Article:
We don’t run corporate ads. We don’t shake our readers down for money every month or every quarter like some other sites out there. We provide our site for free to all, but the bandwidth we pay to do so doesn’t come cheap. A generous donor is matching all donations of $100 or more! So please donate now to double your punch!
In September 2006 I was arrested in Istanbul for displaying a collage picture I had made of the Turkish Prime Minister Tayyip Erdogan in the role of a pet dog owned by George W Bush. Charged with insulting to the dignity of the Turkish authorities’ I spent 10 days in Turkish police custody 3 days in prison, and seven days in the Detention Centre for Foreigners’ where I was called a guest’, and instead of being put inside the overcrowded holding center along with the other foreign detainees, had to endure the company of the Turkish police who detained them, sharing their company and sleeping on a row of chairs in a windowless office.
After 10 days I was suddenly released without charge and told to leave the country my residence permit no longer valid.
The following is extracts from a diary I kept during my enforced stay with the guards at the detention center.
Saturday 16th September 2006
I’d been given the impression that I was to be released in the morning, but that turned out to be a lie. Instead, I was told that I was to spend two more nights here (it’s the weekend) and that I am to be deported to England on Monday, after someone, (a friend’) has been sent to get my passport from my flat! Or if I want to stay, I will have to be taken to Ankara for some reason, to appear before something or someone.
A poor young Somali has been here most of the day, wanting to speak to some friends in the lock-up. They won’t let him in with them because he’s only 16. He’d already spent 15 days in a prison cell himself (lucky fella!) after having been picked up with no passport. The chief asked for money for a photo of him to send to the United Nations to help him. After getting change from a 10 Euro note he was left with only 5 YTL in the world, so I gave him a tenner.
The Turkish news (the little I see of it in my present circumstances) is featuring heavy on the comment by Pope Benedict that Islam had nothing really new to add to religion, and Mohammed had used force to establish it. Prime Minister Erdogan is asking for an apology, and there have been protests around the world.
It’s 8 pm and the guards have changed (some cocky, false-faced cheeky ones). And I’m stuck here for the night again. It’s Hell.
Sunday 17th September 2006
Last night a (mostly Somali) lot of men were called into the office one by one to collect a document with the photos I’d seen them having taken the day before; the Turkish police making condescending comments about each of them, the chief telling them individually in English (after asking me if the phrase was correct) to “Go Home!” He asked one to show where Somalia was on the wall map. Poor fellow couldn’t find it immediately. There are so many here because they are trying to escape the civil war in their country, between the 3 main tribes, although they are all Muslim.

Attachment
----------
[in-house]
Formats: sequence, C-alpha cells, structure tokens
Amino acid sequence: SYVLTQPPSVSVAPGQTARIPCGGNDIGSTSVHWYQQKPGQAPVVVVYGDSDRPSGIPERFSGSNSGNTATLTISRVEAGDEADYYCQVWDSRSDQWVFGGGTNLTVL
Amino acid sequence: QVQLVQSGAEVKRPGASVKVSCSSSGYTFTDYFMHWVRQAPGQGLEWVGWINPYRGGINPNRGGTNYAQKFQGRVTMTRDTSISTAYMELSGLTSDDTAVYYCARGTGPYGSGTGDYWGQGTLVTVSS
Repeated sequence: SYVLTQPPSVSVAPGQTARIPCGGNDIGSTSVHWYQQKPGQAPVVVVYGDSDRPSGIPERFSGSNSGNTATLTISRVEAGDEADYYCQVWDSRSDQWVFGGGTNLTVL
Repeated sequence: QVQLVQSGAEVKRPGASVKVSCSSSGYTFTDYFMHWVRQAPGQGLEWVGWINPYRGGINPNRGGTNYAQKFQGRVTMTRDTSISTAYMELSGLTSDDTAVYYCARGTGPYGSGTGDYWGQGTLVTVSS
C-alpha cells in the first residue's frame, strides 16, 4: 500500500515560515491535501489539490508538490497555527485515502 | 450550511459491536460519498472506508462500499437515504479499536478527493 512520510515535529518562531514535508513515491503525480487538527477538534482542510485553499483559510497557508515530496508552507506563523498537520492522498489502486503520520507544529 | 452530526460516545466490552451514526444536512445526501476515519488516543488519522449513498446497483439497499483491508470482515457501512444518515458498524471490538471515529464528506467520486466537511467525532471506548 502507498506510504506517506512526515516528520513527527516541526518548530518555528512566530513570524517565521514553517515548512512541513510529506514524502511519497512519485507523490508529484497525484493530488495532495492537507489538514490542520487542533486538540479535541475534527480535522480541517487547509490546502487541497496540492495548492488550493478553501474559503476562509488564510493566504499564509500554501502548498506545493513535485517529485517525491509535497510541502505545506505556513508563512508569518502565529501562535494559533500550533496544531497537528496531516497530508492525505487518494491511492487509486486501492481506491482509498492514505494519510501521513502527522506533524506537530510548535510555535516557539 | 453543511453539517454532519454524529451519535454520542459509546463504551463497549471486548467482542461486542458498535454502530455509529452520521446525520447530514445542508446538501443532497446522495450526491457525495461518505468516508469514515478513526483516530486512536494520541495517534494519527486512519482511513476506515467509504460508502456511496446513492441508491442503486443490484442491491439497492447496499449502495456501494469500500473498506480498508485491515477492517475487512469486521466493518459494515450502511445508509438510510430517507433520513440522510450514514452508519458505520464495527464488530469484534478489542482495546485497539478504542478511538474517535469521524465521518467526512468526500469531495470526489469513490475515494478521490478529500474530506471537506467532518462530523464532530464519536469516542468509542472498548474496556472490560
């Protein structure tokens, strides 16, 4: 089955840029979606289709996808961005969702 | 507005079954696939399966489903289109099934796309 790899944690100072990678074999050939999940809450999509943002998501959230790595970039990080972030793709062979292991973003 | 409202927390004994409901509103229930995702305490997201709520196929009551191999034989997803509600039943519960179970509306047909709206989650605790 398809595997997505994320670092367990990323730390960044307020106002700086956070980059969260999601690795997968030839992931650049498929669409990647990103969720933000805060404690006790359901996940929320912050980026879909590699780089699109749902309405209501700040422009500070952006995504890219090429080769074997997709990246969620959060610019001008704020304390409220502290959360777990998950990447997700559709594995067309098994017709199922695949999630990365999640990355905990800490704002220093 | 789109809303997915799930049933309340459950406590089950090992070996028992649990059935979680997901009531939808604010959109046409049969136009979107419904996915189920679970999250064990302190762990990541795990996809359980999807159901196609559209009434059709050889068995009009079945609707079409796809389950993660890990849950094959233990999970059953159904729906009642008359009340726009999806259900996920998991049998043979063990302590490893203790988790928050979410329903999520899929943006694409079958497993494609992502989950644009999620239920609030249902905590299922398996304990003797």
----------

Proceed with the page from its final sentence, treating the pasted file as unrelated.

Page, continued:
I was allowed to push a couple of the 3 seat benches together, so I had more room to bed down at 12 pm. The light was on all night, and I was subjected to sleep-deprivation by a barrage of noise. The police were in and out of the office, playing something on the computer in here and on the one in the hall outside, shouting to each other and laughing, talking at the same time. The TV was on full volume and the radio; loud banging of metal doors, scraping of chairs on the marble floor; rapping, knocking, pounding, thumping, all magnified perhaps by my state of mind, so that I hardly slept at all.
And now I’m up and the guards have changed, they with cups of tea, and none offered me. There was no water in the cooler upstairs so I had to settle for tap water with its heavily chlorinated flavor. Yesterday I was given nothing to eat until I asked about 4 pm for one of the cheese sandwiches that were being given to the prisoners in the lockup.
The chief on duty last night said he’d seen me on telly showing my poster and being arrested. “Which channel?” I asked. “All of them!” he laughed so the university should know why I haven’t turned up for work, at least.
It’s 6.40 pm now. Again I didn’t get anything given to eat till about 4 o’clock when a trustee casually handed me one of the stale half-loaves left over in the boxes from feeding those in the lockup, stuffed with a few inferior black olives. I ate it to avoid hunger pangs, because I reckon I won’t be being given anything else today.
The cop who shot at me appeared this afternoon, limping from a wound to his knee that he’d got when he fell over in the chase. He’d been off for a couple of days because of his injuries. He showed me the arm, which was badly scraped and red, and he had a plaster on his thumb. He wasn’t swearing or threatening any more, but still angry and blaming me. I said I was sorry, but had merely taken my chance at escape and failed. I told him he was probably considered a hero because he’d managed to catch me; would probably have been fired if I’d escaped.
Monday 18th September 2006